ASA's 37th National Conference on Autism Spectrum Disorders (July 13-15, 2006)

    ASA Homepage
Saturday, July 15, 2006: 12:15 PM-1:30 PM
553 A-B
#2107- How to Establish a Strong Relationship Between Vocational Rehabilitation and the Autism Community
An experienced Vocational Rehabilitation Professional, an adult with ASD starting a small business, and the Executive Director and Director of Advocacy of the Autism Society of North Carolina will discuss how to develop an effective working partnership. Advocacy through the Rehabilitation Council is an important means to facilitate the entry of individuals on the Autism Spectrum into the workplace. An exciting collaboration between the VR training staff and the Autism Society of NC will be highlighted.

Presenters:Jill Hinton Keel, Ph.D., Autism Society of North Carolina, Executive Director - Jill Hinton Keel is a licensed psychologist and Executive Director of the Autism Society of North Carolina. She is responsible for administering all programs and services of the organization. She has over twenty years experience in the field of autism and has worked with the Autism Society of North Carolina since 1986. Before assuming the role of Executive Director in 1995, she worked as a Vocational Coordinator for the agency. Dr. Hinton Keel obtained her B.S. in Psychology from North Carolina State University and a Ph.D. in Psychology from the University of North Carolina at Chapel Hill.

Elizabeth H. Thompson, B.A., Autism Society of North Carolina, Director of Advocacy - Elizabeth H. Thompson is the Director of Advocacy of the Autism Society of North Carolina. She is the parent of Matthew Thompson, an adult with autism spectrum disorder. She has presented at the Pre-Conference of the Autism Society of America, at the ASA Conference "Opening Doors" on vocational options for adults, and at statewide Autism Society of North Carolina Conferences on transition and to local Chapters and Lorman Seminars. Ms. Thompson has received the Autism Society of North Carolina's Professional of the Year Award for outstanding service to persons with autism.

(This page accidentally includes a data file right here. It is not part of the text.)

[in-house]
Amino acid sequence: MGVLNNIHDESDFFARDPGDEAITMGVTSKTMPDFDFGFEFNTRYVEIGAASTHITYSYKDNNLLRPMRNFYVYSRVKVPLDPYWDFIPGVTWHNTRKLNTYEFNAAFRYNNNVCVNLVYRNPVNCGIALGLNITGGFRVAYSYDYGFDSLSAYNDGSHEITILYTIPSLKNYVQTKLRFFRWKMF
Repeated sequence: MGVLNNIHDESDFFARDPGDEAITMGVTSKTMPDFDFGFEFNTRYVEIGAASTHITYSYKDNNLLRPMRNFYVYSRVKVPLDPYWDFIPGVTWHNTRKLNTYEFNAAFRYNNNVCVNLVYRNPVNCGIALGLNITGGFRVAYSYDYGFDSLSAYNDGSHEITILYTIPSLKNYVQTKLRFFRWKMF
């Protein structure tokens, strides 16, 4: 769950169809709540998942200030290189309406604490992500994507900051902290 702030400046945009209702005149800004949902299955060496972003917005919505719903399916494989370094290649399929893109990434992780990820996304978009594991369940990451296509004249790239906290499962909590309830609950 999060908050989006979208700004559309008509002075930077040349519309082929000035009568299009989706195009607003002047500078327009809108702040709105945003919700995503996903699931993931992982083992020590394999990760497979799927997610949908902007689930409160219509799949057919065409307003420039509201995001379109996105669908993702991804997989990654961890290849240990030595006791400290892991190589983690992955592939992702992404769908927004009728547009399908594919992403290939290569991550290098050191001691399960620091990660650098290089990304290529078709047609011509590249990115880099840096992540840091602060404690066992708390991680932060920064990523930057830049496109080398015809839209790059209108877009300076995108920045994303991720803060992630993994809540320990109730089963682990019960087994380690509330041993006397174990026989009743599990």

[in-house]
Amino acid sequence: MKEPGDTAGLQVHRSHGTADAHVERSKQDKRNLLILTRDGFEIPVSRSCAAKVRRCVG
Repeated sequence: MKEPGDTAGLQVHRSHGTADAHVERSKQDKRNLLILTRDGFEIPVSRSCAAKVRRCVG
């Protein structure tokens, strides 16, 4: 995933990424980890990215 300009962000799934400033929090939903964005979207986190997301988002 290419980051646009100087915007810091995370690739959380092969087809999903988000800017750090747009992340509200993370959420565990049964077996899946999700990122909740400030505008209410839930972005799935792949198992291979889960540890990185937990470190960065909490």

Matthew B. Thompson, adult, with, ASD, Capital Canine Catering, Owner - Matthew B. Thompson is an adult with autism spectrum disorder and Fragile X. He is the owner of a small business, Capital Canine Catering.

Jo Perkins, BA, Division of Vocational Rehabilitation, Department of Health and Human Services (N.C.), Assistant Director , Division of Vocational Rehabilitation - Jo Perkins is the Assistant Director of the Division of Vocational Rehabilitation in North Carolina. She has developed program and budgetary service delivery models that are being used in North Carolina and across the nation in the disability area of autism. Ms. Perkins has presented at The Autism Society of America Conference in Seattle; The National Association for Persons in Supported Employment-Orlando; The International Psycho-Social Clubhouse Conference-Salt Lake City and over 200 speaking engagements in N.C. She has received the Annual TEACCH Award, UNC School of Medicine-Psychiatry Department for outstanding contributions for people with autism.

This session will show how to establish and maintain a strong relationship between your state Vocational Rehabilitation and your autism community. The audience will learn how to get involved and advocate with the state Vocational Rehabilitation through the Rehabilitation Council. Listeners will hear how to make Vocational Rehabilitation services work for the individual with autism. A Vocational Rehabilitation leader will explain the eligibility criteria for services. Participants will be able to describe meaningful days and positive vocational outcomes for individuals with autism spectrum disorder. The audience will be able to describe autism-specific vocational initiatives. Efforts to place individuals with the most severe disabilities, collaborative training between Vocational Rehabilitation training staff and the Autism Society of North Carolina, development of a joint (TEACCH-ASNC) Supported Employment program and new options including small business ownership and microenterprise will be discussed.

Planning for a career or business for a person with ASD has significant challenges. Individuals with ASD deserve all the support they can get and may need Vocational Rehabilitation and government benefits. Start with the individual and remember that the autism is an important part of the person. Self-advocacy skills and knowledge of his/her disability will enable the individual to make better choices and get appropriate accommodations. Then the professionals can work with the individual to build on the individual's interests and strengths in making a good job match. Remembering that autism is a life-long disability, taking into account the communications difficulties, the lack of social skills and behavioral issues can enable the individual with ASD to create a structured work situation that is a more enjoyable than stressful part of a good life.

See more of The ASA's 37th National Conference on Autism Spectrum Disorders (July 13-15, 2006)